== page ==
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Build a solid foundation for your children’s sake

Debbie Wilde
Post Independent
Glenwood Springs, CO Colorado

How frustrating and long the years of raising a teen can seem. When that child gets out of the “cute” phase is when the foundation that has been laid down by parents gets tested.

My many years of living in the same community has given me the opportunity to observe families from the time their kids are small, through the teen years and then beyond. It is this long-term view that has convinced me of the importance of setting a positive course in the early years of a child’s life. Children who have learned right from wrong, responsible behavior and understand values, will most often come back around, even if they veer from them in the rocky years of adolescence.

I was reminded of just how important a good foundation is as the earthquake and subsequent devastation in Haiti unfolded. Haiti’s earthquake was soon followed by the earthquake in Chile, but the aftermath in Chile was much less severe.



A geologist on National Public Radio’s Science Friday, said that if one measured an earthquake, like a ball for example, Haiti’s earthquake would be a ping pong ball and Chile’s earthquake would be the size of a globe. So Chile actually had a much more intense earthquake. The difference in the devastation and the loss of life, he said, had to do with the buildings. Haiti’s buildings were hundreds – maybe even thousands – of times less safe.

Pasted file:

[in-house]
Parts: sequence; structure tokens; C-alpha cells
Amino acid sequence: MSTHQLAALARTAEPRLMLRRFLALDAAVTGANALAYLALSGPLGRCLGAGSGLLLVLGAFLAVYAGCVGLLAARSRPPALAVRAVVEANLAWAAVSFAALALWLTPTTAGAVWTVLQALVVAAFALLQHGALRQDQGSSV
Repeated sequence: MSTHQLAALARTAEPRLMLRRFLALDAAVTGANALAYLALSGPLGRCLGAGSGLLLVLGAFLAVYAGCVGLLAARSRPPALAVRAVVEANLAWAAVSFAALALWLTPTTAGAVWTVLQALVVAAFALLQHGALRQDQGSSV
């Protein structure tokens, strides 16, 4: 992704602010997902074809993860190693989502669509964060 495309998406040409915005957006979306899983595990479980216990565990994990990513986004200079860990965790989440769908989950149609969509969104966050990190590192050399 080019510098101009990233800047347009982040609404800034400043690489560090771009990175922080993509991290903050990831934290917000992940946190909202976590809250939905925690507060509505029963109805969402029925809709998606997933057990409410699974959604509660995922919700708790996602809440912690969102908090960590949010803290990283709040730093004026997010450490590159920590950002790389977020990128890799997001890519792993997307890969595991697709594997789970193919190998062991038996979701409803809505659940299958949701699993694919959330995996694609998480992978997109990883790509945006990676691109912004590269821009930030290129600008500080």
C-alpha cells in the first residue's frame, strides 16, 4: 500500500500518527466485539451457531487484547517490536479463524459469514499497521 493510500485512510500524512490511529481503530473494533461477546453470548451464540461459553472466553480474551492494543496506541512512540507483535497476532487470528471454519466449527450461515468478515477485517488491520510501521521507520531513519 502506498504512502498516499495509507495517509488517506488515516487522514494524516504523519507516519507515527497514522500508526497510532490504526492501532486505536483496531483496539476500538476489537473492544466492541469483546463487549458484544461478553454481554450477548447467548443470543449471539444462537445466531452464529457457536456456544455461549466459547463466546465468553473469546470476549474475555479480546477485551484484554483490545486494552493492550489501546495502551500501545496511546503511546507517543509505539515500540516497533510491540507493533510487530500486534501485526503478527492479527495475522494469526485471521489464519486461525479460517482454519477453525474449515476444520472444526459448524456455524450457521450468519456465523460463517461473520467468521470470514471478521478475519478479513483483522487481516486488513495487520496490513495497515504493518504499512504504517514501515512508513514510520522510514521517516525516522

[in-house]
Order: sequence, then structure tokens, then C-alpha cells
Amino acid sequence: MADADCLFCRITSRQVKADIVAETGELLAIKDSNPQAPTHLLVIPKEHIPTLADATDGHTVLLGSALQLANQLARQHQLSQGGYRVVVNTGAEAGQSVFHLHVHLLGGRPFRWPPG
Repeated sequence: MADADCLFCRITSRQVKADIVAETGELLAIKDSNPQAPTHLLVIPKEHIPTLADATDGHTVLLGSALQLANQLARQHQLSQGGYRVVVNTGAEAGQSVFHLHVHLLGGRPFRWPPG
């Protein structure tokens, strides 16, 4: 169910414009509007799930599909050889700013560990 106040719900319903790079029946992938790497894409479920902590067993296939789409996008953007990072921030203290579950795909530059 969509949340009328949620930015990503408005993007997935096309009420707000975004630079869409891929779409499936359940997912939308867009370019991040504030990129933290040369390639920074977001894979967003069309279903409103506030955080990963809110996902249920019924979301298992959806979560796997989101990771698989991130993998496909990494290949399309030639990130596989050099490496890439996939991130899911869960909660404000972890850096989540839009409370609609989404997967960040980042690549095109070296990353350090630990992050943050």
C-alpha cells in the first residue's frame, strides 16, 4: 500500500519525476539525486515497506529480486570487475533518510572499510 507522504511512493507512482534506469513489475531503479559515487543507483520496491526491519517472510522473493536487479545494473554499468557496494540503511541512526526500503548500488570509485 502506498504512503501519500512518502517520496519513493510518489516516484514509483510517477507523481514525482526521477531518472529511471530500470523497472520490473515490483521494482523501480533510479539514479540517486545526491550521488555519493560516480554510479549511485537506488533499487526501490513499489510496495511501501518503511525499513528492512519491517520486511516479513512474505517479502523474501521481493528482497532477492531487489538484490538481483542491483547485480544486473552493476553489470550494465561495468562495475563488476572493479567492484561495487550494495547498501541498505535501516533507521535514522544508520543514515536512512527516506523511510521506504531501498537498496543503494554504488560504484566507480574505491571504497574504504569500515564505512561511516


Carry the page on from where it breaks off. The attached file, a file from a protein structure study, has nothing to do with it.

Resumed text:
There is no question that as a young person reaches adolescence, they are faced with choices and challenges unlike any they have had to that point. Many parents would say having a teenager in their homes feels like an earthquake hit. For some the aftershocks continue longer than for others. How things settle when the dust clears has a great deal to do with how strong of a foundation the family has built in those preceding years.



I have watched families raise their children in ways that I could easily predict that trouble would show up in the teen years. Some of these families have no discipline, and it is clear that the child rules and will continue to rule the home. Others are overly controlling and this spells trouble when the child hits adolescence and the natural development of breaking away and finding their own identity occurs.

However, I have watched many a child who was raised with love and healthy family values reach the teen years and become someone their parents no longer recognize. I have watched even these kids get involved in drug use, drop out of school and demonstrate behavior that their families never anticipated or even imagined.

The difference is that the youth who have a solid foundation to fall back on, get through these turbulent times and find solid ground again. They are the ones that most often make it back to responsible behavior and a healthy life.

There are many parenting resources available, including parenting classes and coaching at YouthZone. These guides are as important to building a family foundation that will weather coming “storms” as building codes are for building a strong home that will weather coming storms.

– Debbie Wilde is YouthZone executive director


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